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Global markets: stocks down on China exec arrest; oil slips on OPEC decision delay

Reuters  |  NEW YORK 

By Laila Kearney

(Reuters) - Stock markets around the world sank on Thursday as the arrest of a top Chinese threatened to strain an already brittle U.S.-trade relationship, while fell after delayed an output decision.

The arrest of maker Technologies Co Ltd in for extradition to the came as and prepared for talks aimed at resolving a bitter trade spat.

Sources familiar with the probe told Meng was arrested as part of a U.S. investigation of an alleged scheme to use the global system to evade U.S. sanctions against

Wall Street tumbled in early trade before paring some losses by the close.

The Dow Jones Industrial Average <.DJI> fell 79.4 points, or 0.32 percent, to 24,947.67, the S&P 500 <.SPX> lost 4.11 points, or 0.15 percent, to 2,695.95 and the Nasdaq Composite <.IXIC> added 29.83 points, or 0.42 percent, to 7,188.26.

The pan-European STOXX 600 index <.STOXX> lost 3.09 percent and MSCI's gauge of stocks across the globe <.MIWD00000PUS> shed 1.05 percent. MSCI's broadest index of shares outside <.MIAPJ0000PUS> closed 2.04 percent lower, while Japan's Nikkei <.N225> lost 1.91 percent.

"Clearly, the arrest was the individual catalyst that caused today's moves lower," said Mark Hackett, at Nationwide.

Canadian authorities late on Wednesday said they had arrested Meng, also the daughter of Huawei's founder, on Dec. 1, the same day that U.S. and Chinese leader met at the summit in

The world's two economic superpowers had agreed on a 90-day trade truce period to hammer out a more permanent agreement, which sent global stock markets soaring on Monday. Equities reversed course the next day as uncertainty grew that the world's two largest economies could, in fact, find common ground.

"The potential slowdown in global growth is also something the markets are in," said Art Hogan, at in

Earlier this week, shorter-dated yields rose above medium-dated yields for the first time since early 2008, which fanned fears about a U.S. recession in the coming months and also sent Wall Street shares sliding.

yields fell, with 10-year yields hitting three-month lows, as worries about U.S.-trade and Brexit spurred safe-haven bids.

A U.S. derivatives regulator warned on Thursday that uncertainty over Britain's exit from the is having a "substantial" impact on some U.S. entities and markets.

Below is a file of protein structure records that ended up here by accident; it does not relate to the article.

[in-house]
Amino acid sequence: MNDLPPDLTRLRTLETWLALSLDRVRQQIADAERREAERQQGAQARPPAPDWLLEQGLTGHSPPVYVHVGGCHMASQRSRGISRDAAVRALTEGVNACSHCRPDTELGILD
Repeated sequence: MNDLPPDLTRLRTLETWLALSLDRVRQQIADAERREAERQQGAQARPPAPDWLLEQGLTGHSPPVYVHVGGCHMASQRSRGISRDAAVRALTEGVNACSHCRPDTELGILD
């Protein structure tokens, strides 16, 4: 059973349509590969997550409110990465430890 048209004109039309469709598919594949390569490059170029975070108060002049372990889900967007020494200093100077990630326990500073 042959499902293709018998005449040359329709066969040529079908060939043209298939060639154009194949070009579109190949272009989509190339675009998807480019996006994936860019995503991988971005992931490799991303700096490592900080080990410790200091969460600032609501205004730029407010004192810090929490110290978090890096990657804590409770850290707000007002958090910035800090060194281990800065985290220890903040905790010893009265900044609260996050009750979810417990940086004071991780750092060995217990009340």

Additionally, traders scaled back expectations on the number of rate hikes the Federal Reserve would implement amid weakening economic data and market volatility.

U.S. jobs data is due on Friday. If the figures show any serious weakness, markets are likely to react, said Shuji Shirota, HSBC's of macro economic strategy.

The U.S. dollar fell against major peers on lower Treasury yields and as traders scaled back rate hike expectations.

"The problem for the dollar is really a decline in U.S. yields and fading Fed expectations," said Shaun Osborne, at in

The euro was 0.26 percent higher against the dollar at $1.1373.

Gold prices, which move inversely with the dollar, held near a five-month peak as the greenback and equities slipped.

fell nearly 3 percent in choppy trading after the Organisation of the Exporting Countries ended a meeting without making a decision on crude output.

met in to decide on production policy in coordination with other countries, including Russia, and The organisation said it had agreed on a tentative deal to cut but had not yet come up with a final figure.

U.S. crude settled down 2.65 percent at $51.49 per barrel and Brent was last at $60.06, down 2.44 percent on the day.

(Reporting by Laila Kearney; Additional reporting by Marc Jones, Lewis Krauskopf, Shreyashi Sanyal, Saqib Iqbal Ahmed, Devika Krishna Kumar, Amanda Cooper; Editing by and Lisa Shumaker)

(This story has not been edited by Business Standard staff and is auto-generated from a syndicated feed.)

First Published: Fri, December 07 2018. 03:46 IST